Child benefit changes 'seriously flawed' accountants say

Parents with a baby Child benefit payments to parents are changing from January 2013

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Planned changes to child benefit are flawed and risk being an "operational disaster", accountants say.

Ministers say lower earners should not be subsidising those on higher incomes.

So from January homes where one parent earns more than £50,000 will have their child benefit reduced.

The Institute of Chartered Accountants in England and Wales says it undermines the principle of individual taxation as it involves clawing back from one person a benefit paid to another.

The ICAEW has sent a report to MPs and Treasury ministers raising its concerns.

Changes to the rules on child benefit come into force in January and are set to reduce the entitlement of more than a million families.

Child benefit facts

  • Child benefit is a tax-free payment that is aimed at helping parents cope with the cost of bringing up children
  • One parent can claim £20.30 a week for an eldest or only child and £13.40 a week for each of their other children
  • The payments apply to all children aged under 16 and in some cases until they are 20 years old
  • The system is administered by HM Revenue and Customs (HMRC) which pays out to nearly 7.9 million families, with 13.7 million children

Families where one parent is earning more than £50,000 a year will no longer be able to claim the total amount of child benefit.

How these rules are put into action is still being worked out by the UK tax authority.

However, this will include an expectation of couples to disclose to each other whether they claim child benefit, or earn above £50,000 a year.

The amount received will be withdrawn gradually as one parent's income rises above £50,000, with the child benefit being eroded completely once someone's income is £60,000 or more.

If one of the parents earns more than £60,000, they may choose to stop claiming child benefit and save the tax authority the trouble of getting it back. But if they keep claiming it, then they will have to declare this in a self-assessment tax form.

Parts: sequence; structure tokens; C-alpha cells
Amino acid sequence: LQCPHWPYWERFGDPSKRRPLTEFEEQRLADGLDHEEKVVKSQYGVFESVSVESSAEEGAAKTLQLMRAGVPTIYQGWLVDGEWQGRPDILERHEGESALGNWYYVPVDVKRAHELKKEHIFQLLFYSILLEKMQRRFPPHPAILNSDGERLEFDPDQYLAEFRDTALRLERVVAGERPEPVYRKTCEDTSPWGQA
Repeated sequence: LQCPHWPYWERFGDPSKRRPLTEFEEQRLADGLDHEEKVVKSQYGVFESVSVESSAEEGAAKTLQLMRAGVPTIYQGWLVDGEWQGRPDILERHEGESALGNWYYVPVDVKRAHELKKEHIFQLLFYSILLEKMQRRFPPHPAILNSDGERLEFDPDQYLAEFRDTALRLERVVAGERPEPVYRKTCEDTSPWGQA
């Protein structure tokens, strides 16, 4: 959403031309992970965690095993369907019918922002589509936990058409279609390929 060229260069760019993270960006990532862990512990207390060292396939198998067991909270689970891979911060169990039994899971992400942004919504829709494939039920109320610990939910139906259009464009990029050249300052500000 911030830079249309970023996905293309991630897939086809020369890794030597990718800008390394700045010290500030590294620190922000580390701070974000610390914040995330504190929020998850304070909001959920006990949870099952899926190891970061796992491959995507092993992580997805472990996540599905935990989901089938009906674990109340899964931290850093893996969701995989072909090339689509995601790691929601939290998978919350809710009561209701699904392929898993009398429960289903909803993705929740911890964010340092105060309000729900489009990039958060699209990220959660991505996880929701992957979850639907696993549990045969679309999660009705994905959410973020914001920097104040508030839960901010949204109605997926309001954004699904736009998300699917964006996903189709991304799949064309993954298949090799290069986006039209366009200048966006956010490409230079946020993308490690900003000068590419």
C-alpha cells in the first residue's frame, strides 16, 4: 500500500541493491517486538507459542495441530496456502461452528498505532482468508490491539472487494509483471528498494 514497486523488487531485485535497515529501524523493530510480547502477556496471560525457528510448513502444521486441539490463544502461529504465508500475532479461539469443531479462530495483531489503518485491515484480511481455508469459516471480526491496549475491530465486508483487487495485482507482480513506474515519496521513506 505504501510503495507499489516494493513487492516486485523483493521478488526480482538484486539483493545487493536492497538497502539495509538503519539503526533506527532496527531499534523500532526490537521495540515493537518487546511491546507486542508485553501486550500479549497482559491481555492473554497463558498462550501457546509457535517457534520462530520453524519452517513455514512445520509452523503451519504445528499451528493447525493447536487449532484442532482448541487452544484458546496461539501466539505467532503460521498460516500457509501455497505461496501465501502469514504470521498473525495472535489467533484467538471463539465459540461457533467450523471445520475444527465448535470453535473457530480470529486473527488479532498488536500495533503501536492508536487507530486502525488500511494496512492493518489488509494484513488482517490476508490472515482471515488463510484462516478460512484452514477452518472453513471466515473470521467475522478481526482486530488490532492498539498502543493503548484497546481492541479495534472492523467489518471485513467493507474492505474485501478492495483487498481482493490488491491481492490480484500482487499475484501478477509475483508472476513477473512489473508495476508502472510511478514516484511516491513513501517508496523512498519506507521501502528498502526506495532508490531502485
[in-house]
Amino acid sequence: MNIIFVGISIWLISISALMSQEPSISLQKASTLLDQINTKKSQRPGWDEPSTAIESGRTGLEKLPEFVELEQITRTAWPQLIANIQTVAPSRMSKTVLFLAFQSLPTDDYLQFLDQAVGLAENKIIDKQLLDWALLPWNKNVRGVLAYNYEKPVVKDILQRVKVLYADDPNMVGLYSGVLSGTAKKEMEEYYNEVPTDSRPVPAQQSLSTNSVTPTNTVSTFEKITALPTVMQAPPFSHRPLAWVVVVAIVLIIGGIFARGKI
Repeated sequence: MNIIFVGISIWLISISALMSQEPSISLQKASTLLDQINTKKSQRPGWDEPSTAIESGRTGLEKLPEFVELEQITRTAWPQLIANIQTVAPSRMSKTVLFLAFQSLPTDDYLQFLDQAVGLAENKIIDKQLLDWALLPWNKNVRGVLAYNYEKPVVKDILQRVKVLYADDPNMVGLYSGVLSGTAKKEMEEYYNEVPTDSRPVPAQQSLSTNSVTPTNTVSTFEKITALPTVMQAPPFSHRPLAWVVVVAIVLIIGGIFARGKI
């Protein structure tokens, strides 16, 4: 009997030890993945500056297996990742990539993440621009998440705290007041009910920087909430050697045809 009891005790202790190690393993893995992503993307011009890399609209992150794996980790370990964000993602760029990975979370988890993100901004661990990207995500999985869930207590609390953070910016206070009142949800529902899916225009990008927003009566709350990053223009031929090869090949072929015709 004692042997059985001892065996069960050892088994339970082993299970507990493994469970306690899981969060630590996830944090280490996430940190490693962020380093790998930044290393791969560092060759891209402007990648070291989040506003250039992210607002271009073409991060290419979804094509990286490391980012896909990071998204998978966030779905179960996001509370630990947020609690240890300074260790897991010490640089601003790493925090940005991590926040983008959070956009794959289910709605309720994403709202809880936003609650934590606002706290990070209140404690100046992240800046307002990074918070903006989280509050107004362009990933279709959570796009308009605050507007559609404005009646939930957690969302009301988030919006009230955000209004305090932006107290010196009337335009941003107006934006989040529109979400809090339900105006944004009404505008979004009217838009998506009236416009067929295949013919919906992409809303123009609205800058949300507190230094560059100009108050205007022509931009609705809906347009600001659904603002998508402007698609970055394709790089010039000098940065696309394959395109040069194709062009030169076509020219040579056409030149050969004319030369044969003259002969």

'Confidence undermined'

The ICAEW lists a whole range of potential problems with the current plans, from possible breaches in confidentiality to the prospect of making half a million more people fill in self-assessment forms than currently have to.

According to the Daily Telegraph, it said: "Families in similar financial situations could be treated quite differently, undermining the policy's fairness objective and creating very high marginal rates of tax for some.

"Taxpayers could find their tax confidentiality breached and experience lower service standards while grappling with an even more complicated system. Their confidence in HMRC and the tax system will be undermined and there will be behaviour changes and planning to avoid the charge."

Labour's Rachel Reeves said the legislation was a "complete mess".

The shadow chief secretary to the Treasury said: "Ever since George Osborne announced this policy for a quick headline at the Conservative Party conference he has ignored warnings that it was not just unfair but simply unworkable."

She said Labour believes "in the principle of universal child benefit" and had voted against the changes, although the party has not committed to reversing them if it gets into government.

The BBC's political correspondent Gary O'Donoghue says the criticisms from a highly respected body could re-open the argument surrounding the issue of child benefit just six months before the changes are due to come in.

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